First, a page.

Within the Ministry of Agriculture, Dr. Schlaack was responsible in different positions. As Head of the Division of Policy Issues and Strategies she shaped a new agenda of rural policy in Germany. As Head of the Policy Planning Unit she was engaged in national food policy issues and national agriculture policy. From 2009 until 2013 she was Agricultural Attaché at the German Embassy in France (Paris) and dealt with bilateral French-German agricultural policies. From 2013 until summer 2016 she was Head of Division 625 – Eastern Europe, Central and East Asia, Enlargement as well as the Global Forum for Food and Agriculture (GFFA) – and responsible for bilateral relations to many countries, including Russia, Ukraine, China, Japan and the Balkans. In addition she was Head of the GFFA Team that is responsible for preparing, organizing and shaping the GFFA – an international conference that focuses on central questions concerning the future of the global agri-food industry. It is held every year in January during International Green Week (IGW) in Berlin. At numerous events the three-day forum offers representatives from the worlds of politics, business, science and civil society an opportunity to share ideas and agree on a different key topic of agricultural policy each year.

Currently, Dr. Schlaack is Head of Division 622 – World Food Affairs, International Food and Agriculture Organizations, Causes of forced migration.

She has published several articles on Agriculture, Food Policy and international policy issues.

She is interested in art history, classical dance as well as opera and engaged in Yoga practices.

Panel guests

Dr Alison Blay-Palmer is the UNESCO Chair in Food, Biodiversity and Sustainability Studies and a Professor in Geography and Environmental Studies at Wilfrid Laurier University in Waterloo, Canada. She has played an active role in the FAO-RUAF City Region Food System since its inception. Her work focuses on fostering food systems that contribute to people’s health and livelihoods, the environment and biodiversity. Alison collaborates with academics and practitioners in Canada, Brazil, France, Germany, Italy, Kenya, Mexico, South Africa, and the United States. She was inducted into the Royal Society of Canada, College of New Scholars, Artists and Scientists in 2016.

Volatiana is an agricultural engineer by training. She is a graduate of the Center for Diplomatic and Strategic Studies (CEDS). Currently she is preparing a master’s in political science on gender and the rôle of women in politics in Madagascar. Since April 2019, she holds a position as Regional Director of Agriculture, Livestock and Fisheries in the Analamanga Region. Since 2020, she is the focal point for the CRFS project within the Ministry of Agriculture, Livestock and Fisheries, supporting actions to reinforce the Regional Food System resilience to climate change and the global pandemic crisis.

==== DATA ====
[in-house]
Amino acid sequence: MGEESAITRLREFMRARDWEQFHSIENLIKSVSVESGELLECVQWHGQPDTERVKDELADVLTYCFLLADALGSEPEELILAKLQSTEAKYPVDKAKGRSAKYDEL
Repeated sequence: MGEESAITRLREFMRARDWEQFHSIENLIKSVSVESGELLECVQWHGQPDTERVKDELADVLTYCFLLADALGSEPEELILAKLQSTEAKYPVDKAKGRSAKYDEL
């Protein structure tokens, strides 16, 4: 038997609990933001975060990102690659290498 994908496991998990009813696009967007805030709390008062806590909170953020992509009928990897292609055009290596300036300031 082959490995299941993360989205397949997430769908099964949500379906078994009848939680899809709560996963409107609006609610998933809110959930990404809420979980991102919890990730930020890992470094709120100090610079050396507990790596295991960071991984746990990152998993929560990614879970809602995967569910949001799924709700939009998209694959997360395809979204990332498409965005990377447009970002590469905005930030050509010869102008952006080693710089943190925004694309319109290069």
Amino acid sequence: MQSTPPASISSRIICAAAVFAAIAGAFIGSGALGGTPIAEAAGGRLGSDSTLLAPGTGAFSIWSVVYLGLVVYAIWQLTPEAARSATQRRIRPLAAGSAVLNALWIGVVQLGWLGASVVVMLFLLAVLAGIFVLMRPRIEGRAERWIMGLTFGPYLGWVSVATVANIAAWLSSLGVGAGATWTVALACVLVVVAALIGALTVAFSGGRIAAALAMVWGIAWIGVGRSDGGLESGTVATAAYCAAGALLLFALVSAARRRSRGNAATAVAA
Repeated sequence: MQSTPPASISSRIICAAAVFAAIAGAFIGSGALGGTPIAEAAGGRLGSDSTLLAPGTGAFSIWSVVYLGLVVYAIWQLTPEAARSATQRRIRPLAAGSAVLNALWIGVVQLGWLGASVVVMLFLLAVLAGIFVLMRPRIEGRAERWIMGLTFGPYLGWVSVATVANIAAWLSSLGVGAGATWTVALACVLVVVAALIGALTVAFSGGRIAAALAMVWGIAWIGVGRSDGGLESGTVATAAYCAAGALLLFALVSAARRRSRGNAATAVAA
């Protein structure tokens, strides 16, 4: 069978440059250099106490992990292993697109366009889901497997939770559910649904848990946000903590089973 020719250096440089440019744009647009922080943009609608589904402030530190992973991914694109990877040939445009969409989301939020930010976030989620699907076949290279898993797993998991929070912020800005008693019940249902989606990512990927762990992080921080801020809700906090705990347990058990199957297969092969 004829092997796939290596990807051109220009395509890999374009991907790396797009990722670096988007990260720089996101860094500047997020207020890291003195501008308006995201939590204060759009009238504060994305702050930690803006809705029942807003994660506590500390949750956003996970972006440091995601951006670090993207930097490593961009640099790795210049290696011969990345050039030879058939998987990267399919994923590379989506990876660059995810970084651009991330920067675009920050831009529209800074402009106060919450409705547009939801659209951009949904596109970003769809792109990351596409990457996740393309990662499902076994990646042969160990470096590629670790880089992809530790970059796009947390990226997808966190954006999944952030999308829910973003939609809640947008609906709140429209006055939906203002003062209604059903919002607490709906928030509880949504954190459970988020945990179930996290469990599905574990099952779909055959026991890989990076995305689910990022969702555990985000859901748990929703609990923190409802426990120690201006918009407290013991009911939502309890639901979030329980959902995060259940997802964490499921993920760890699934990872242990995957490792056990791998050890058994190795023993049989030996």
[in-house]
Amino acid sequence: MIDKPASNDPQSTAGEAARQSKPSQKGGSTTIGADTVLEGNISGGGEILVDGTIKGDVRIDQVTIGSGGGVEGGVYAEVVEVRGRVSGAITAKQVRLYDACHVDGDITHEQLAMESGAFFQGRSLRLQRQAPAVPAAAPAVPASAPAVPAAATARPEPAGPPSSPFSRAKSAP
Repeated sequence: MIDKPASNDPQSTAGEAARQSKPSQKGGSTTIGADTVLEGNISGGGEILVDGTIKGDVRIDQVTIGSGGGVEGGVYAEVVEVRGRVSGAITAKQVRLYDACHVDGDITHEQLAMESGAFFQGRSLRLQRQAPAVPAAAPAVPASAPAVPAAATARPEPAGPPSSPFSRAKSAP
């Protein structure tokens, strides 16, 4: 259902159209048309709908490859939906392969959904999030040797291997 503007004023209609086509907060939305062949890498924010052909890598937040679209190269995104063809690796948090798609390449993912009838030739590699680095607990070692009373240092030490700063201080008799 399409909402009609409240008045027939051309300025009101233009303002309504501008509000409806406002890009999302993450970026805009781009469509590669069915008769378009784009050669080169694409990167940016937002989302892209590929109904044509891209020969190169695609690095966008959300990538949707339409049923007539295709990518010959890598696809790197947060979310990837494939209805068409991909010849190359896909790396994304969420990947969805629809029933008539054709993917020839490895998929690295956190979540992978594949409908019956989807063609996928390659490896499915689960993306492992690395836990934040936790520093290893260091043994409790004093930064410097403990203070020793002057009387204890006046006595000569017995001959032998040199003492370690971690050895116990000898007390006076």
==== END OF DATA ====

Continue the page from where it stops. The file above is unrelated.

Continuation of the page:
Carmen is a landscape architect and urban planner with more than 10 years of technical experience in territorial analysis focused on sustainable development. She has worked in several countries in Africa, Latin America and Europe. Her experience includes urban resilience and climate change adaptation projects with deep knowledge on risk management strategies. She has been working in Madagascar since 2014, where she has collaborated in several projects led by the Malagasy authorities related to Food systems and Food policymaking. Carmen has gained a valuable experience in guiding local multi-stakeholder participatory decision-making processes for the development of territorial planning strategies. She is the CRFS project coordinator within the FAO Madagascar office.

David Jácome Polit serves as Director in the Metropolitan Directorate of Resilience at the Municipality of Quito, and as Chief Resilience Officer where he leads city-wide resiliency efforts, including those found in the Resilience Strategy of Quito, and as part of the Resilient Cities Network pioneered by the Rockefeller Foundation. David has 18 years of policy, planning, and project management experience in the public, private, and nonprofit sectors where he worked with interdisciplinary teams to find creative solutions to complex problems. Currently, one of the main actions is the Resilience Strategy for the Agrifood System of the City of Quito.

Dr Rachel Carey is a Lecturer in Food Systems at the University of Melbourne (Australia), where her teaching and research focuses on the governance of sustainable and resilient food systems. Rachel leads the Foodprint Melbourne project, which is assessing the resilience of Melbourne’s city region food system to shocks and stresses related to climate change and pandemic. Rachel is a member of the Melbourne Food Alliance and worked on the development of the City of Melbourne’s food policy. She has a PhD from the University of Manchester (UK) and an MSc in Food Policy from City University, London.

Impressions